A revealing behind-the-scenes look at Judy Baar Topinka on election day.
Topinka survives primary, but race will be brutal
March 22, 2006
BY LYNN SWEET SUN-TIMES COLUMNIST
It's Tuesday afternoon and I'm watching GOP governor hopeful Judy Baar Topinka, the state treasurer, rehearse her victory speech in the ballroom of the Swissotel on Wacker Drive.
Topinka is not being presumptuous.
It's just that she's never used a TelePrompTer before. Win or lose, she's delivering a speech in a few hours.
It will be one that Democratic Gov. Rod Blagojevich's team will need to pay attention to whether or not Topinka is the Republican nominee.
Topinka's staff prevailed on her to at least try the TelePrompTer because to the television audience she will look more gubernatorial.
"I'm never going to get this down," she says to no one in particular as she squints at the words flowing past her on glassy screens flanking the podium.
"I really don't like this." She thinks her speech is way too long.
Some of her staffers watch the practice, including Roger Germann, a speechwriter; David Loveday, a spokesman; and Nancy Kimmee, her top strategist on leave from her chief of staff position at the treasurer's office. Many of the aides carry white binders, filled each day of the primary season with fresh briefing papers.
Tuesday's primary decides whether there are Wednesday pages.
Topinka is nervous. She's a little tired.
She was up before 5 a.m., went to vote and then returned home in west suburban Riverside to go back to bed.
Breakfast was leftover apple strudel. Lunch, Chinese takeout someone dropped off.
She's wearing a suit, a Jones New York jacket and skirt. She has on loafers, because ever since a mangled bunion surgery she's had a hard time with pumps.
I think I notice something. Her suit looks new.
New as in not worn before, not just newly bought. A staffer picked it out for Topinka on Monday at Field's. Topinka, the thrift store secondhand queen, was painfully forced under the time pressures of the campaign to buy new and pay retail.
'This is a little bigger'
She's trying to stay calm.
"This is a little bigger than stuff we usually do," she tells me as she sips caffeinated coffee, black, from a straw. "It has me a little edgy. So I have to keep a little more calm."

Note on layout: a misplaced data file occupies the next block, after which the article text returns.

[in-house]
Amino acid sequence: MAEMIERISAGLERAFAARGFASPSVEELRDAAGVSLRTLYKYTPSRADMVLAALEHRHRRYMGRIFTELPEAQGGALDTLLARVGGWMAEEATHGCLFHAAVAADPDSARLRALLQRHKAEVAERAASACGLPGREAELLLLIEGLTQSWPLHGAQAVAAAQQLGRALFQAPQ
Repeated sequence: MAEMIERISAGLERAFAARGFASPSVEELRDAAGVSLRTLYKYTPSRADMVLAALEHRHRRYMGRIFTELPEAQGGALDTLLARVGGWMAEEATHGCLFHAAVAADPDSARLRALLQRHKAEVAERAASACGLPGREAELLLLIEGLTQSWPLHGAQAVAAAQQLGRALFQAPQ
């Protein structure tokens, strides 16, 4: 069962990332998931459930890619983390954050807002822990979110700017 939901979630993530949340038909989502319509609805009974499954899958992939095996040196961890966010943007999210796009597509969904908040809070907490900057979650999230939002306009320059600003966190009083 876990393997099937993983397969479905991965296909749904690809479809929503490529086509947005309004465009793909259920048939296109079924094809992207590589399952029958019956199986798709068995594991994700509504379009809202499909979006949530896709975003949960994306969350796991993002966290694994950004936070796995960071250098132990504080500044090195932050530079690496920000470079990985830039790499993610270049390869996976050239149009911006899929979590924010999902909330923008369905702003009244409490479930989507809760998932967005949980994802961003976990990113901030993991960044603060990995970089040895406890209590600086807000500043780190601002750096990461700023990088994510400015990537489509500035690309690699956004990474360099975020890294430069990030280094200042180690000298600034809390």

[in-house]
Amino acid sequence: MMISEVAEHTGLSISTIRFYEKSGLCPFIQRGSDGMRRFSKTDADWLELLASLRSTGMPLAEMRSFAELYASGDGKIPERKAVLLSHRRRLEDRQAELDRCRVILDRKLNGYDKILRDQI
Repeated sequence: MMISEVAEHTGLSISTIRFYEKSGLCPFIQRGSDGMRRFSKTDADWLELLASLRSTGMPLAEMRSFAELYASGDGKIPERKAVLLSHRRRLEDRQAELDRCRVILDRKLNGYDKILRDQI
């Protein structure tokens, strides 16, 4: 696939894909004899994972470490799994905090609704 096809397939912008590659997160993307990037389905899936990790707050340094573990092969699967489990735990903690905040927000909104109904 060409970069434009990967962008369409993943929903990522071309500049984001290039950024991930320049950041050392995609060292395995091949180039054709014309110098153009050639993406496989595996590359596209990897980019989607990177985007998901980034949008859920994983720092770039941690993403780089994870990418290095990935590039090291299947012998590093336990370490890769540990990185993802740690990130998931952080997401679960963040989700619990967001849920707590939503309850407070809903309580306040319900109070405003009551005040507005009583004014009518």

The primary ended with Topinka taking negative fire. There's a GOP unity breakfast set for this morning (at the aptly named W Hotel) where everyone is supposed to make up and move ahead to the general election race against Blagojevich.
Topinka's main rivals were millionaires who bankrolled their bids: dairy magnate Jim Oberweis, who also runs an investment fund; business mogul and civic leader Ron Gidwitz; and state Sen. Bill Brady (R-Bloomington).
Collectively, they got to her.
Mission: Topple Blagojevich
"I was really amazed at how mean, I suppose, my opponents could be in terms of character assassination and making things up and just saying absolutely anything," she says. "There was just no restraint whatsoever."
What has she learned about herself during the race?
"That I am very resilient," she says. "Very resilient, and that basically I have a peace within myself in that I don't need rewards."
If she is the GOP nominee, Topinka tells me early on Tuesday, she plans a frontal assault on Blagojevich in her victory speech. He's had his chance, she's going to say. It's time for him to go.
If she falls short, she says, she'll wing her speech. "If I have to say goodbye," she says, "it will be from the heart."
But a long day is followed by a long evening. And much later, well into a see-saw election night, when Topinka finally does step before the cameras, she salvages only a single line from her rehearsed speech. And even this she delivers with a new spin: "Give Rod his retirement papers."
By the time you read this, the November campaign for governor will have roared to life.
This morning, Blagojevich is booked on the morning television shows. Then he heads to a Northwest Side fence company for a press conference.
Blagojevich's re-election strategy calls for making abortion a centerpiece issue of the fall campaign. And, given that, it's telling where he spent election eve Monday night: at a home in Evanston, at a fund-raiser sponsored for him by Planned Parenthood of Illinois and Personal PAC, a political action committee that supports abortion rights.
Get ready. The months ahead will be brutal.
Lynn Sweet is the Washington bureau chief for the Chicago Sun-Times.